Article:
Senate debates

Thursday, 5 August 2021


Fair Work Amendment (Improving Paid Parental Leave for Parents of Stillborn Babies) Bill 2021; Second Reading

11:21 am

Photo of Anne UrquhartAnne Urquhart (Tasmania, Australian Labor Party) Share this | | Hansard source

I move:

That this bill be now read a second time.

I seek leave to table an explanatory memorandum relating to the bill.

Leave granted.

I table an explanatory memorandum and seek leave to have the second reading speech incorporated in Hansard and to continue my remarks.

Leave granted.

The speech read as follows—

The Fair Work Amendment (Improving Paid Parental Leave for Parents of Stillborn Babies) Bill 2021is an important reform to equalise Australia's paid parental leave (PPL) scheme.

This Bill will amend the Fair Work Act 2009 to ensure that the parents of stillborn babies can access the same quantum of employer-paid PPL that they would be entitled to regardless of whether the pregnancy ended in stillbirth or with a live birth.

At the core of this Bill is the understanding that parents of stillborn children are parents too.

They have responsibilities to their child, including making decisions surrounding autopsy, attending follow-up medicals appointments, selecting gravesites or cremation, and arranging funerals and services. Parents also need time to recover after birth, both physically - the same as any other parent - but also psychologically, given the extreme trauma and grief of stillbirth.

It is worth repeating that, in Australia, 6 babies are lost to stillbirth each day - or approximately 2,200 babies every year. The rate of death from stillbirth is higher than the national road toll, and stillbirth is the number one cause of death for infants in our country.

The Commonwealth's Parental Leave Pay already recognises these facts and provides for parents of a stillborn baby to receive the same government-paid PPL entitlements as the parents of a baby born live under the scheme.

However, a key issued raised by witnesses to the Senate Select Committee on Stillbirth Research and Education was the inequality of employer-paid PPL schemes for parents whose baby is born still.

In addition to the government-paid aspect of the PPL scheme, employers can also elect to provide additional employer-paid entitlements, such as topping-up the government-paid entitlement to reflect their normal wages, allowing annual leave or long-service leave to be accessed outside of the normal regulations, or continuing payment of superannuation contributions, to their employees who become parents. These entitlements are typically outlined in an employment contract, registered agreement or a workplace policy.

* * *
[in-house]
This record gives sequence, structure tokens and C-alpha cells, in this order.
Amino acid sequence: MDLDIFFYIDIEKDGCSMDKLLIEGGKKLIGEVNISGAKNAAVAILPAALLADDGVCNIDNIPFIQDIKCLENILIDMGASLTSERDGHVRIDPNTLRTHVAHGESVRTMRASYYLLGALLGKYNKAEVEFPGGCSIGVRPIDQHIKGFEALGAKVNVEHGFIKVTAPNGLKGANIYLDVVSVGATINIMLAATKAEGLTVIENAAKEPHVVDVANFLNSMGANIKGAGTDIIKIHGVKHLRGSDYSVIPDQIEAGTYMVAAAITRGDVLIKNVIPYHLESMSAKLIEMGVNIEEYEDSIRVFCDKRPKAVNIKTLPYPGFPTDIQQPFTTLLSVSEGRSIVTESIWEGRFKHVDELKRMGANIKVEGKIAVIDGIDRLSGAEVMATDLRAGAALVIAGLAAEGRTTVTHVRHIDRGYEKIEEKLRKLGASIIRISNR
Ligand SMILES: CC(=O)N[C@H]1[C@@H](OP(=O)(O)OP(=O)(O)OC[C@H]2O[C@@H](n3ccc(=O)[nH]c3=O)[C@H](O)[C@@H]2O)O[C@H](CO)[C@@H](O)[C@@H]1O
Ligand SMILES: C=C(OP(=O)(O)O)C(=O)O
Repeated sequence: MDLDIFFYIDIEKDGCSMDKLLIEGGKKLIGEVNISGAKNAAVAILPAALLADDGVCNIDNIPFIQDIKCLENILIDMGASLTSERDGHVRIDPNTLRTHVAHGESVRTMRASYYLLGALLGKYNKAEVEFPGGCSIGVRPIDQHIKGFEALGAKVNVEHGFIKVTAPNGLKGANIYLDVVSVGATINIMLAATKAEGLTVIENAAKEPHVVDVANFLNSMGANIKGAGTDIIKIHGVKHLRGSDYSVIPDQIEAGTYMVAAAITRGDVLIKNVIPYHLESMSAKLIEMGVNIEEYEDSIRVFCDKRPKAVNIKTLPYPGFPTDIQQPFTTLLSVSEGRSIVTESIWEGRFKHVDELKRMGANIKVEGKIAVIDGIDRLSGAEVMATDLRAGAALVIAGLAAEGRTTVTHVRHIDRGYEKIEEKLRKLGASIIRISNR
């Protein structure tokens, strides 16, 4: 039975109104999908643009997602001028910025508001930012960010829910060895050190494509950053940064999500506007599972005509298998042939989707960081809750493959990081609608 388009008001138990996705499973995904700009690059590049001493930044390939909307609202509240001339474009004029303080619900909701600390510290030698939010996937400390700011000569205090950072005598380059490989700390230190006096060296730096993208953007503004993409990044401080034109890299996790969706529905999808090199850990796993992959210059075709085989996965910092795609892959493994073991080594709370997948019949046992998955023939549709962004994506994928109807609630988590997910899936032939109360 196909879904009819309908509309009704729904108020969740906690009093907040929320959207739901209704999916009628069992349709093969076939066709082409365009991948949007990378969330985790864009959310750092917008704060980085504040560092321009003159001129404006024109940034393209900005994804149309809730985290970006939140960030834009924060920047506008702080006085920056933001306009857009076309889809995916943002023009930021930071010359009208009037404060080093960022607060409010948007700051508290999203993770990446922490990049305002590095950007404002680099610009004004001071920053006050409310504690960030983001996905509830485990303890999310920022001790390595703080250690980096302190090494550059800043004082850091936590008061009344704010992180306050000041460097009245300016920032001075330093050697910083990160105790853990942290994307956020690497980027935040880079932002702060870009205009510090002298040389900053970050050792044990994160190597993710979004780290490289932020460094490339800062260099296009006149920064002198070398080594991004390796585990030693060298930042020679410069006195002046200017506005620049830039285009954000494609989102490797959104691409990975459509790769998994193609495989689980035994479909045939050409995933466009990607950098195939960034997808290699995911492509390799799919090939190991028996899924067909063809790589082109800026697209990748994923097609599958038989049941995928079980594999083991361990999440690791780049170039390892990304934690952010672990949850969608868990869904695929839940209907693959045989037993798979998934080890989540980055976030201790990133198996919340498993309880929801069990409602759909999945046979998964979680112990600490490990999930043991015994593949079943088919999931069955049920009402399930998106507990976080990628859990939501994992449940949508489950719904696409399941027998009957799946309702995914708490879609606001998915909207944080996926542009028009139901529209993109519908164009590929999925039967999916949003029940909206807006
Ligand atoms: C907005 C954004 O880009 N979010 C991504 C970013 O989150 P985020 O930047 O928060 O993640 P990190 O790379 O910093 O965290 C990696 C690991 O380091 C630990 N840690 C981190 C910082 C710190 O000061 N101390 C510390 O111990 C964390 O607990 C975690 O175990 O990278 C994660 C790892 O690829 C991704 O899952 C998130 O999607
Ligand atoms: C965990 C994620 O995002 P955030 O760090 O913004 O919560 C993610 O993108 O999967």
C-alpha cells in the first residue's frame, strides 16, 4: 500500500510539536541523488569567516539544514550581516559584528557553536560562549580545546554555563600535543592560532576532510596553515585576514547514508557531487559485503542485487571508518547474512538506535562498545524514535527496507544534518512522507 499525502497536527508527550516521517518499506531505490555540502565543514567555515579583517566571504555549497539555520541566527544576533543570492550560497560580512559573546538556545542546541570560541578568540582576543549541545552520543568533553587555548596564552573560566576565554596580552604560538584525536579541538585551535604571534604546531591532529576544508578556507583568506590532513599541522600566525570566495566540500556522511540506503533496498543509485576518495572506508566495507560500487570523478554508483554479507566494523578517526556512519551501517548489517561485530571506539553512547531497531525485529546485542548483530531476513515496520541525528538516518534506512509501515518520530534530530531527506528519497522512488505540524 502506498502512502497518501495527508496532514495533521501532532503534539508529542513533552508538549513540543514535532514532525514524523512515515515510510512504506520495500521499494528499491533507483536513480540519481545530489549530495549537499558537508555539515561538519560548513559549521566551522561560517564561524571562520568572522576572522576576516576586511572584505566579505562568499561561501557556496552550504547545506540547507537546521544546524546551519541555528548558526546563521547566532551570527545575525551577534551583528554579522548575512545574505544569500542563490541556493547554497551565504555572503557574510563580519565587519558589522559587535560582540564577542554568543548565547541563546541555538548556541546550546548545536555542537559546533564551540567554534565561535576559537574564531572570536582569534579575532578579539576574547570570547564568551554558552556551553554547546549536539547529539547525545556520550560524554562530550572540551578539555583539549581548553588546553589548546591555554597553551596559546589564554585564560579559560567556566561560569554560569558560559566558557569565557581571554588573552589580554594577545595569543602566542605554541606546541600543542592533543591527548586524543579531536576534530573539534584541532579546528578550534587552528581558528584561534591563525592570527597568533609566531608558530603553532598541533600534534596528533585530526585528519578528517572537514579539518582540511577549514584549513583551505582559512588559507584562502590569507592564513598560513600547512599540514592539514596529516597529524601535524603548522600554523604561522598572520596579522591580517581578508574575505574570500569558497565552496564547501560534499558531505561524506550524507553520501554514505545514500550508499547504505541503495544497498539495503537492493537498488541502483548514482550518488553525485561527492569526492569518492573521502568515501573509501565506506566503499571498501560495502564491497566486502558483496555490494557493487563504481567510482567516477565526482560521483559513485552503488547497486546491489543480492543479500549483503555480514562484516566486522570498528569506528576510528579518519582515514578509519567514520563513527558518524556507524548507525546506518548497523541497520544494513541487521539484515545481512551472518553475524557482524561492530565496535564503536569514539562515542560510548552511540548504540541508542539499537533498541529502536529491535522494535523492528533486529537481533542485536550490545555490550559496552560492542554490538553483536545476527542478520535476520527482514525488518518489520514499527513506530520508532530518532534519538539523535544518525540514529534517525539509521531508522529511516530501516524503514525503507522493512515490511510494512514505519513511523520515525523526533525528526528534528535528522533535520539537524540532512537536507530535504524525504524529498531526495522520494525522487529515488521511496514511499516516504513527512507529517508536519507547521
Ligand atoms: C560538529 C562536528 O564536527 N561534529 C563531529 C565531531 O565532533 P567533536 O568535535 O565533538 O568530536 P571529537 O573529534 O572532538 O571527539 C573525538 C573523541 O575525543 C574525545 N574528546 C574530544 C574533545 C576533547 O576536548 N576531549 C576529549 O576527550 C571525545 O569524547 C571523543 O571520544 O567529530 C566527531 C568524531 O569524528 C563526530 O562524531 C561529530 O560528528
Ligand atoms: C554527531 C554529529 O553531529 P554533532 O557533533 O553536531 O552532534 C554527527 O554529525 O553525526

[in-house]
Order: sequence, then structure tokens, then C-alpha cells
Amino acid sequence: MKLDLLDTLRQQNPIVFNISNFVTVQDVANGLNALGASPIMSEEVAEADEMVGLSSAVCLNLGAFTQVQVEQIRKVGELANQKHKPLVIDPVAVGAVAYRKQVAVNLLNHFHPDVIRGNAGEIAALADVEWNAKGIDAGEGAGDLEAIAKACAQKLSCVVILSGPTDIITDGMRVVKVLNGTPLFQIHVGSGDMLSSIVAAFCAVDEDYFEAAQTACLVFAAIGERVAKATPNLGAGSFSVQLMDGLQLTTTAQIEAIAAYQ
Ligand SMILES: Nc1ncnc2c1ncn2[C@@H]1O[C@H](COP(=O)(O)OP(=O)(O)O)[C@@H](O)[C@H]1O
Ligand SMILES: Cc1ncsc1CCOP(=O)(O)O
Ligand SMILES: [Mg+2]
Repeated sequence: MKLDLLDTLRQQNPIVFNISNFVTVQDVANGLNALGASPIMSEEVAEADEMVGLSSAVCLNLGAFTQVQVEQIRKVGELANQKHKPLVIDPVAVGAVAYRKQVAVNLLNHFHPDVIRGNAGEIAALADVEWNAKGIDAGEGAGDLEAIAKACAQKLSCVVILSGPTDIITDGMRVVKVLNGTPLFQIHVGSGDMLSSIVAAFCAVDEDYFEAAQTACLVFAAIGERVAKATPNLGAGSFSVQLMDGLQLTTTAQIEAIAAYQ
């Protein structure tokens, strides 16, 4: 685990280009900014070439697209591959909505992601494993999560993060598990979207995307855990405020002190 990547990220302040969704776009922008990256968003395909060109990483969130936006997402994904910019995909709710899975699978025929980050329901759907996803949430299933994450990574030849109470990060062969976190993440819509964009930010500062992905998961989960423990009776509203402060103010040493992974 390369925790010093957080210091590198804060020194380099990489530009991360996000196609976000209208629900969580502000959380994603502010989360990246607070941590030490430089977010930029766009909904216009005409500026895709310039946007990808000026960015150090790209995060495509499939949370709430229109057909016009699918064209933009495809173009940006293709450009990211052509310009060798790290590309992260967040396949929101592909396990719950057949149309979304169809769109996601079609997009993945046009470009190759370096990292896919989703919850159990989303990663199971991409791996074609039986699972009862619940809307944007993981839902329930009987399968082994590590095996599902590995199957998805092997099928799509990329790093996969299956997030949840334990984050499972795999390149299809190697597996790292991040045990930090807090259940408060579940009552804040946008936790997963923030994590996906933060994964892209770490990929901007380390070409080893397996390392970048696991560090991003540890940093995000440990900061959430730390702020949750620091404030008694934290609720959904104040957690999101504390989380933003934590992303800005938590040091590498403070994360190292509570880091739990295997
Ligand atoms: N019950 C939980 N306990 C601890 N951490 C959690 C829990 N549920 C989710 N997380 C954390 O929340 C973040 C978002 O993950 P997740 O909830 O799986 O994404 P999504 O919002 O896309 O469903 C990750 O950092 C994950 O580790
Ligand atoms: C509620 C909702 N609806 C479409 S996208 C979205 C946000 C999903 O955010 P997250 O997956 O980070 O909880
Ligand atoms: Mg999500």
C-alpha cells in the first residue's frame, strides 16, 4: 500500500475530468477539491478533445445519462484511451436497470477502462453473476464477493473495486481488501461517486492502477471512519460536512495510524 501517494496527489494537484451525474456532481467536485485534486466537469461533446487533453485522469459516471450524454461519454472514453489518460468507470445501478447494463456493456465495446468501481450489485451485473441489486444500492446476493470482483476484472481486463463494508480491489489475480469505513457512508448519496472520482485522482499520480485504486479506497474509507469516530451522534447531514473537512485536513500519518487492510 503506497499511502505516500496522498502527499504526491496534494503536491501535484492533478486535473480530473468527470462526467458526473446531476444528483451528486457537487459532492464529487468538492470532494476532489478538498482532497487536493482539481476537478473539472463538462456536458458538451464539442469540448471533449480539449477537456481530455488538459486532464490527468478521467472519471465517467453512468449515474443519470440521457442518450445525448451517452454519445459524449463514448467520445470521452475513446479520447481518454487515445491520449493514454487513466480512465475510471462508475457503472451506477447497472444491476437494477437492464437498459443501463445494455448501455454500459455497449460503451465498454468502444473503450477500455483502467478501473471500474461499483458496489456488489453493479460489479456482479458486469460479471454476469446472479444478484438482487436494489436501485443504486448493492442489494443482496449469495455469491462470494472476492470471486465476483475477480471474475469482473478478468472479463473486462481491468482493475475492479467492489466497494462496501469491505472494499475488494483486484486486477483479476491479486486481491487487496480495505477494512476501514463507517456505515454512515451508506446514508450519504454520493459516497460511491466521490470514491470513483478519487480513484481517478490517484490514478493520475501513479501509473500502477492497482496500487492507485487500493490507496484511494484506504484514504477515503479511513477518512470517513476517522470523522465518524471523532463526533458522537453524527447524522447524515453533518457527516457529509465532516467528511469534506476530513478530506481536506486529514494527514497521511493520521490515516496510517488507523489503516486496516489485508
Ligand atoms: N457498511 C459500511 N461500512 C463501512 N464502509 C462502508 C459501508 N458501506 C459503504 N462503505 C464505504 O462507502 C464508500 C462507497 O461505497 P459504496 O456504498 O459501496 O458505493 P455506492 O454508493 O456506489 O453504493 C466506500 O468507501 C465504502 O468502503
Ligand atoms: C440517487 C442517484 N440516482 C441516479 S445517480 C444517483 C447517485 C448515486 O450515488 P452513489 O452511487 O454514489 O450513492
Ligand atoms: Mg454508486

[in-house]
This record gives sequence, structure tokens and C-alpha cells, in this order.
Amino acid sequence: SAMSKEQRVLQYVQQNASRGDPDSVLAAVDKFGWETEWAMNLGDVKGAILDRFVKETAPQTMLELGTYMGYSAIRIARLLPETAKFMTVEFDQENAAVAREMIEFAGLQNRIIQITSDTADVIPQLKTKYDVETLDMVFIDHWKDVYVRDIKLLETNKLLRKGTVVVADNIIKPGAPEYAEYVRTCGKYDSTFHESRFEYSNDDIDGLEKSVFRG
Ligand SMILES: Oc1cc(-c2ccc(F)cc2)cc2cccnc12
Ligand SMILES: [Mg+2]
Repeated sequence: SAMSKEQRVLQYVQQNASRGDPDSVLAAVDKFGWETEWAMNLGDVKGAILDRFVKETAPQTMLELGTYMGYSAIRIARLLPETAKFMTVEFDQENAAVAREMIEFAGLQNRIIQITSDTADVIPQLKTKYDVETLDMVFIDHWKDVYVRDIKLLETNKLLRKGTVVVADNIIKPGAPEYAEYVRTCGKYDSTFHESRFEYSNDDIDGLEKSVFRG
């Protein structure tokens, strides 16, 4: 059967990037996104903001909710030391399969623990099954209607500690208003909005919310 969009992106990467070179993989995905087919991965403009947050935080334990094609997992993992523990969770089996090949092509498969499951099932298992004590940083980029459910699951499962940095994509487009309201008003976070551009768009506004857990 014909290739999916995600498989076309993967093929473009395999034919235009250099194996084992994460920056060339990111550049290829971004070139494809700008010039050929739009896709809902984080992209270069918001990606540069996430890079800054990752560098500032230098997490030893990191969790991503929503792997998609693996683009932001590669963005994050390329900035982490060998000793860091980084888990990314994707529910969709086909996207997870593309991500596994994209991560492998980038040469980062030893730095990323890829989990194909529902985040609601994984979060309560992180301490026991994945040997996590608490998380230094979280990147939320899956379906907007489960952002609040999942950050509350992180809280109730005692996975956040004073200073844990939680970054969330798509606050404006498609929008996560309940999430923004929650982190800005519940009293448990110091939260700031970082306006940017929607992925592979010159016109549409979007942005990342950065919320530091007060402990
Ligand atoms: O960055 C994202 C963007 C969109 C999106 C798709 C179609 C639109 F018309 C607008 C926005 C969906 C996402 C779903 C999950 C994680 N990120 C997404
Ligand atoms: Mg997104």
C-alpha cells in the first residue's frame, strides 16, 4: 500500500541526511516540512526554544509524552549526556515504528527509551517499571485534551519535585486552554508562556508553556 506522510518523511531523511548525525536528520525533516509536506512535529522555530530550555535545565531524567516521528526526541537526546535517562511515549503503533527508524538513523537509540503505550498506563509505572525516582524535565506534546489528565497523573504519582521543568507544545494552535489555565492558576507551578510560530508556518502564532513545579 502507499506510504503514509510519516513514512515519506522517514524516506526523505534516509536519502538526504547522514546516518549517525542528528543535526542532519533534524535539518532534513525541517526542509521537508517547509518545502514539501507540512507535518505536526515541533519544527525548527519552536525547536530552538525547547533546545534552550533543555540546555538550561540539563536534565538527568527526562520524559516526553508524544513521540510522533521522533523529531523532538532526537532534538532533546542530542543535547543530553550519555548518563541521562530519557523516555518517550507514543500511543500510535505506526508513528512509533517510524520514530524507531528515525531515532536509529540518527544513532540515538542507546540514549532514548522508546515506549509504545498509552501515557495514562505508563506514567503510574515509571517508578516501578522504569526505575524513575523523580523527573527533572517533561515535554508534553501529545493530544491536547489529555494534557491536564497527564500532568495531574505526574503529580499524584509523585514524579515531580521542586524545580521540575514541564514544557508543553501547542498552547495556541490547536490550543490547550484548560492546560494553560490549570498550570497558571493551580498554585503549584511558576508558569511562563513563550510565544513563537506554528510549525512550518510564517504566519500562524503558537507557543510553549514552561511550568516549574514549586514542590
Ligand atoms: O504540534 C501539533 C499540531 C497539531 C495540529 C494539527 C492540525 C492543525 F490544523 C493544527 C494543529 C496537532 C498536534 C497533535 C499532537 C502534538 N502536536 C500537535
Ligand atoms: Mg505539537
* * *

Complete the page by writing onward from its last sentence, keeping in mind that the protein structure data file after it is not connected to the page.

However, in the private sector, these contracts and agreements often do not consider the circumstances of a stillbirth. Without explicit entitlements for employees who have experienced a stillbirth in these agreements, often it is left to a manager or direct supervisor to make the significant decision as to whether or not parents of a stillborn baby are entitled to the same employer-paid entitlements as if the baby was born live.

The Committee heard evidence that the ambiguity existing in employer-paid PPL was most likely through oversight or misunderstanding of stillbirth, rather than ill-intent.

Regardless, this oversight and ambiguity can have an enormous impact on the decisions that parents make while recovering and grieving the stillbirth of a child.

In one case, a mother gave evidence to the Committee that she was forced to return to work by her manager just 11 days after her baby's stillbirth.

A report by Price Waterhouse Coopers has found that mothers who returned to work for financial reasons following a stillbirth had a productivity rate of just 26% of their normal rate after 30 days.

Given this evidence, the first recommendation of the bipartisan, unanimous report of the Committee was that:

"… the Australian government reviews and amends the Fair Work Act 2009 (Cth) and provisions relating to stillbirth in the National Employment Standards (NES) to ensure that:

    provisions for stillbirth and miscarriage are clear and consistent across all employers, and meet international best practice such as those contained in the Ausgrid Enterprise Agreement (see Attachment B); and
    legislative entitlements to paid parental leave are unambiguous in recognising and providing support for employees who have experienced stillbirth".

As such, this Bill will complement a previous Bill introduced by the Government, the Fair Work Amendment (Improving Unpaid Parental Leave for Parents of Stillborn Babies and Other Measures) Bill 2020, which improved access to unpaid parental arrangements for parents of stillborn babies, but failed to consider issues surrounding employer-paid parental leave entitlements, per the Committee's recommendation.

This Bill will guarantee that employees can access the same quantum of entitlement to employer-paid PPL regardless of whether the pregnancy ended in stillbirth or with a live birth.

For parents of stillborn babies, this Bill will explicitly preserve their entitlement to employer-paid PPL regardless of whether the entitlement is legislative or one arising under an industrial instrument.

The Bill further outlines the standard evidentiary requirements for accessing said leave, the requirements for an employee to alter or cancel their leave, in full or in part, and ensures that an employer cannot cancel paid parental leave, in full or in part, in the event of an employee experiencing a stillbirth.

In sum, this Bill will make access to employer-paid PPL entitlements equal and unambiguous for all Australian parents.

On that basis, I commend the Bill to the Senate.

Debate adjourned.